PMS, short for premenstrual syndrome, affects many women before they menstruate, for up to two weeks before. PMS comes with a number of physical and emotional symptoms that often negatively affect a woman’s quality of life. The physical symptoms include gaining water weight, digestive problems and trouble sleeping. Emotionally, women can experience anger, anxiety and changing moods, writes Anne McIntyre in "The Complete Woman's Herbal." Herbal tea may be able to relieve some of the symptoms of PMS, although a doctor should be consulted.
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A number of herbal teas might relieve symptoms of PMS, according to Victoria Zak in "20,000 Secrets of Tea." The ones of note include dong quai tea, “cramp bark” or guelder rose, feverfew, chaste berry, skullcap and hops. These teas may alleviate various symptoms of PMS, including emotional and physical ones.
Teas for Physical Symptoms
Chaste berry and skullcap teas can balance hormones and relieve other physical symptoms, such as tension. They work well in a tea together. Feverfew eases headache pain and can start your menstruation flow if it needs a little assistance. Aptly nicknamed “cramp bark,” guelder rose is used to relieve premenstrual cramps. This tea eases pain, water retention and pressure in the body. Hops, which are known for their role in beer, ease physical symptoms by helping a woman sleep and reducing retained fluid in her body, according to Zak. These herbs can be purchased and steeped in boiling water to make tea, or they may be found in store-bought tea varieties.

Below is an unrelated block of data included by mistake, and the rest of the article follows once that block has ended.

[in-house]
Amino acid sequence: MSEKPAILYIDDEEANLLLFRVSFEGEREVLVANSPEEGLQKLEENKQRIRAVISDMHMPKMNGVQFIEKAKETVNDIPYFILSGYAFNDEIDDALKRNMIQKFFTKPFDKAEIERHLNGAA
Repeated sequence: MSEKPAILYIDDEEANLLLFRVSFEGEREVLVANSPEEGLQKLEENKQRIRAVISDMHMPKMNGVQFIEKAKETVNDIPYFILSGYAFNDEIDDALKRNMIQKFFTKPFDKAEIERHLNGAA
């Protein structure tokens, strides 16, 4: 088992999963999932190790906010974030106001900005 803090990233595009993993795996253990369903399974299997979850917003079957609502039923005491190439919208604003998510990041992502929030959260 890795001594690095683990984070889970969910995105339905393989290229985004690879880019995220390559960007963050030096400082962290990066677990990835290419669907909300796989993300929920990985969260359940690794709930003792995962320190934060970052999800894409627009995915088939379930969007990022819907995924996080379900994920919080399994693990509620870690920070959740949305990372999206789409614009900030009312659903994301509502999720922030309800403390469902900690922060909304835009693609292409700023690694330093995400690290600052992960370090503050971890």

Teas for Emotional Symptoms
Some of the teas that help physical symptoms can also alleviate emotional symptoms by regulating hormones and helping the woman sleep better, for instance. Specifically related to emotional symptoms, dong quai tea can brighten a down mood. It includes minerals zinc and calcium in its makeup, which help relieve depression. Hops may alleviate emotional symptoms such as anxiety and nervousness, according to Zak. These teas can also be used by steeping the herbs in water or buying them in stores.
Although herbal teas can be beneficial for PMS, tea with caffeine can actually aggravate symptoms and cause premenstrual syndrome, so they should be avoided during this time. The caffeine can unbalance hormones, increase the chances a woman will have PMS and can cause iron and zinc to not be properly absorbed, according to McIntyre. It is best to choose herbal teas with no caffeine at this time.
Although tea may relieve PMS symptoms, a doctor should be consulted before using them. Herbal treatments are not regulated by the FDA, and side effects and the makeup of these teas may be unknown. MedlinePlus warns that many herbal treatments may affect other medications and that herbs can have side effects, just as many medications do. A doctor should be included in the decision to take herbal medicinal treatments and should be made aware of the entire scope of medicines and herbs on a person's treatment plan.